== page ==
The changes allow for a much smoother integration of the games, richer feature sets for players and more compelling experiences that integrate tightly with the hardware device, he added.
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For example, there has been "massive growth" in the area of YouTubing and streaming of people playing games, said Muscat.
Previously, to get that kind of functionality on a mobile device such as the iPhone, game developers had to go to competitors or third-party applications, he explained.
"That was often very difficult. It would create a lot of instability when trying to release the games and it meant you were dealing with a lot more people when trying to produce that kind of functionality."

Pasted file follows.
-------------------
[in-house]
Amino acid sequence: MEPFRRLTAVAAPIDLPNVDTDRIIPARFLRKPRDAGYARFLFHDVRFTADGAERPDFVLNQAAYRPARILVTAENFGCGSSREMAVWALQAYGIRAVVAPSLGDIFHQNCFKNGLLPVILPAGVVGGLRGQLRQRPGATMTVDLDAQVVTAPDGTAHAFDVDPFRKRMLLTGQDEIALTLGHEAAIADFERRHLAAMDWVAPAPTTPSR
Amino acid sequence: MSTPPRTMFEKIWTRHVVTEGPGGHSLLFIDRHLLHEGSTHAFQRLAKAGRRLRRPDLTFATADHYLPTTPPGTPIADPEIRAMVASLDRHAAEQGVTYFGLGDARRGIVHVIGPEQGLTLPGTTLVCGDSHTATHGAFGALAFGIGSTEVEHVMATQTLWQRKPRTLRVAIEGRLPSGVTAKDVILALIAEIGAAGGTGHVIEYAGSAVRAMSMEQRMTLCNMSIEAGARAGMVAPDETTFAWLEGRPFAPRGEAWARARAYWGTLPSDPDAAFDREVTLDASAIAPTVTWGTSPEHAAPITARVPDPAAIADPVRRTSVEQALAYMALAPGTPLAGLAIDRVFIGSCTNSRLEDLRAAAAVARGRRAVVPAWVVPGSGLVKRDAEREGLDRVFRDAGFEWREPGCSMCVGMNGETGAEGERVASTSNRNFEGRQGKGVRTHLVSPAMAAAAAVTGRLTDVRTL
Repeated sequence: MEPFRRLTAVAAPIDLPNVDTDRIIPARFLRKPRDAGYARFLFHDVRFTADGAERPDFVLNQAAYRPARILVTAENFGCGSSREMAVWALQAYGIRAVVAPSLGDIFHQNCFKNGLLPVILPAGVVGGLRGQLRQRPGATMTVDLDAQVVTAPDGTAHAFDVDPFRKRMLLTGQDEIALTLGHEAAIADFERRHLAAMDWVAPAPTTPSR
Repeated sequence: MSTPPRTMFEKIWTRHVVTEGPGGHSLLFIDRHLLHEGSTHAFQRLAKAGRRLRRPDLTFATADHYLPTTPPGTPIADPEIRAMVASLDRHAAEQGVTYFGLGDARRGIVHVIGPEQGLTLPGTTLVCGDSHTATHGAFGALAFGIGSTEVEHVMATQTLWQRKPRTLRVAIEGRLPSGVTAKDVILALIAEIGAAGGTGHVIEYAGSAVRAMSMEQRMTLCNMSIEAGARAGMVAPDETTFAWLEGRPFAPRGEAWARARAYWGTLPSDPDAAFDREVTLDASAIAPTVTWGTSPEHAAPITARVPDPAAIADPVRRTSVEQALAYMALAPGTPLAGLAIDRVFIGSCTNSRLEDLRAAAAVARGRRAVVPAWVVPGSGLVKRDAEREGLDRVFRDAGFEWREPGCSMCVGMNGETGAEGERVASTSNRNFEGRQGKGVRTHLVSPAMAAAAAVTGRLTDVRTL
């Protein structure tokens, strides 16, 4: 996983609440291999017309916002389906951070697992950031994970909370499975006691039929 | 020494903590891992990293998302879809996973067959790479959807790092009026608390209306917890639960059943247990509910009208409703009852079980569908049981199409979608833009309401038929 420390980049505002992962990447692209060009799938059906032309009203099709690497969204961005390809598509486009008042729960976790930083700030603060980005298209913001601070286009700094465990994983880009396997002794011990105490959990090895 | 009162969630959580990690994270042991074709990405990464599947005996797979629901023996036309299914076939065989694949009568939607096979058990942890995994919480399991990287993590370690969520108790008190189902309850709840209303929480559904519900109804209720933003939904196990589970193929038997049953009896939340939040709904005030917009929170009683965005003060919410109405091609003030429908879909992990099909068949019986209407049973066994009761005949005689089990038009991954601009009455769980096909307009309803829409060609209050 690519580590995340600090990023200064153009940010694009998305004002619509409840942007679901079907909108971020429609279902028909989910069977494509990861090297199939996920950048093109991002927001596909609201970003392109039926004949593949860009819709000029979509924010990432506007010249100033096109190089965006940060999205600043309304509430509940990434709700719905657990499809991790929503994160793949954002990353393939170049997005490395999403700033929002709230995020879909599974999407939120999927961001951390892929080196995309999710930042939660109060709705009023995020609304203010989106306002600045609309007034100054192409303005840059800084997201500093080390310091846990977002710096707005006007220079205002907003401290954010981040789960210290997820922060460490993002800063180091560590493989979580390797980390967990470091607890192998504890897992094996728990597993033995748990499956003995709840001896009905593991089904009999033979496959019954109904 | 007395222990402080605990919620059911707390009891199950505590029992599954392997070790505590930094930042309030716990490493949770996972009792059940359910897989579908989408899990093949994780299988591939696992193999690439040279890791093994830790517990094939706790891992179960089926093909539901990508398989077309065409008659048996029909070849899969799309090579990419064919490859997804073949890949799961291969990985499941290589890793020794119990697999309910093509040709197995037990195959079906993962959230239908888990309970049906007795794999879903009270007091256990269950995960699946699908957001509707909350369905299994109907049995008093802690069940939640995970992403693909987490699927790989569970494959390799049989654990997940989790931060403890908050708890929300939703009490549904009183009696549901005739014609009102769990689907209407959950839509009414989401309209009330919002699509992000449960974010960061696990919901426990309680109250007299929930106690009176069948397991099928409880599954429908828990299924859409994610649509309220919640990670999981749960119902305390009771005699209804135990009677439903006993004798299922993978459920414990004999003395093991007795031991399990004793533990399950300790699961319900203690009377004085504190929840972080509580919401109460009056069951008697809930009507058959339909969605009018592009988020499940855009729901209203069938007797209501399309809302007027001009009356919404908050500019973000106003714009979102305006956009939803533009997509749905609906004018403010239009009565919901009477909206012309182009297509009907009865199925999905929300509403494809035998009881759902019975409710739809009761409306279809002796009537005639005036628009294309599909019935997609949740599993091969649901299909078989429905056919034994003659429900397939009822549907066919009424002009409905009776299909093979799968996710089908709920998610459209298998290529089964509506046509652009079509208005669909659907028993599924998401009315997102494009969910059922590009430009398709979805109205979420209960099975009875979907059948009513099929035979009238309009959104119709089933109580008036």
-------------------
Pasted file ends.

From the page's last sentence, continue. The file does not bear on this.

With Apple's announcement of a replay kit, it will make it much smoother to integrate the function, he said.
Muscat was also positive about company's announcement it was rolling out a series of native applications for the Apple Watch.
Those applications give ""us a lot more access to the features that Apple Watch has, which makes it much more compelling and interesting to develop for," he said.
"We're definitely going to be keeping a close eye at that market and looking at what we can do in the future on that platform."
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While there was nothing surprising out of Monday's conference, it still served an important role for the company, Apple shareholder Tim Lesko said.
"What Apple is really doing is creating a user base that's going to continue to buy their products for years," the portfolio manager at Granite Investment Advisors told "Closing Bell."
"The way to do that is to continue to have developers develop great software for them because it's all about the software at the end of the day."